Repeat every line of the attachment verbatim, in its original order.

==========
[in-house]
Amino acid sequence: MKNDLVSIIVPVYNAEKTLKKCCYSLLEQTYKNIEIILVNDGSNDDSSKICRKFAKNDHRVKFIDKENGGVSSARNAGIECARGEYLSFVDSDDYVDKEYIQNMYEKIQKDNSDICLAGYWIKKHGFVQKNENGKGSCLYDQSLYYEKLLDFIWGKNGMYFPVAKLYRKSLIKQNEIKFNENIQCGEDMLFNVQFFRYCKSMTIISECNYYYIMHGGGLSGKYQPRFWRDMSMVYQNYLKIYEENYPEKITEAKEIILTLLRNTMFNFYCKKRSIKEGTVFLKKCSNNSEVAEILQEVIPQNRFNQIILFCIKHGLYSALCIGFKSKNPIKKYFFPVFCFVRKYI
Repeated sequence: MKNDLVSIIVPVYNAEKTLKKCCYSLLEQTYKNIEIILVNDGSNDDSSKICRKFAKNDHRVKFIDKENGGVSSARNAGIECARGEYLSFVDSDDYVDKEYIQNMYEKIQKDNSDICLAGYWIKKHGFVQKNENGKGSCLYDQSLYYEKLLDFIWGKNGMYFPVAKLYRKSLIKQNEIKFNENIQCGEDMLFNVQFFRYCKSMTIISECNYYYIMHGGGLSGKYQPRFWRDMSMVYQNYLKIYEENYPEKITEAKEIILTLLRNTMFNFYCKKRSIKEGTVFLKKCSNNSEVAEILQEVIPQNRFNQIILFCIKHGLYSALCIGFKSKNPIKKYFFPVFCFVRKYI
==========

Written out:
[in-house]
Amino acid sequence: MKNDLVSIIVPVYNAEKTLKKCCYSLLEQTYKNIEIILVNDGSNDDSSKICRKFAKNDHRVKFIDKENGGVSSARNAGIECARGEYLSFVDSDDYVDKEYIQNMYEKIQKDNSDICLAGYWIKKHGFVQKNENGKGSCLYDQSLYYEKLLDFIWGKNGMYFPVAKLYRKSLIKQNEIKFNENIQCGEDMLFNVQFFRYCKSMTIISECNYYYIMHGGGLSGKYQPRFWRDMSMVYQNYLKIYEENYPEKITEAKEIILTLLRNTMFNFYCKKRSIKEGTVFLKKCSNNSEVAEILQEVIPQNRFNQIILFCIKHGLYSALCIGFKSKNPIKKYFFPVFCFVRKYI
Repeated sequence: MKNDLVSIIVPVYNAEKTLKKCCYSLLEQTYKNIEIILVNDGSNDDSSKICRKFAKNDHRVKFIDKENGGVSSARNAGIECARGEYLSFVDSDDYVDKEYIQNMYEKIQKDNSDICLAGYWIKKHGFVQKNENGKGSCLYDQSLYYEKLLDFIWGKNGMYFPVAKLYRKSLIKQNEIKFNENIQCGEDMLFNVQFFRYCKSMTIISECNYYYIMHGGGLSGKYQPRFWRDMSMVYQNYLKIYEENYPEKITEAKEIILTLLRNTMFNFYCKKRSIKEGTVFLKKCSNNSEVAEILQEVIPQNRFNQIILFCIKHGLYSALCIGFKSKNPIKKYFFPVFCFVRKYI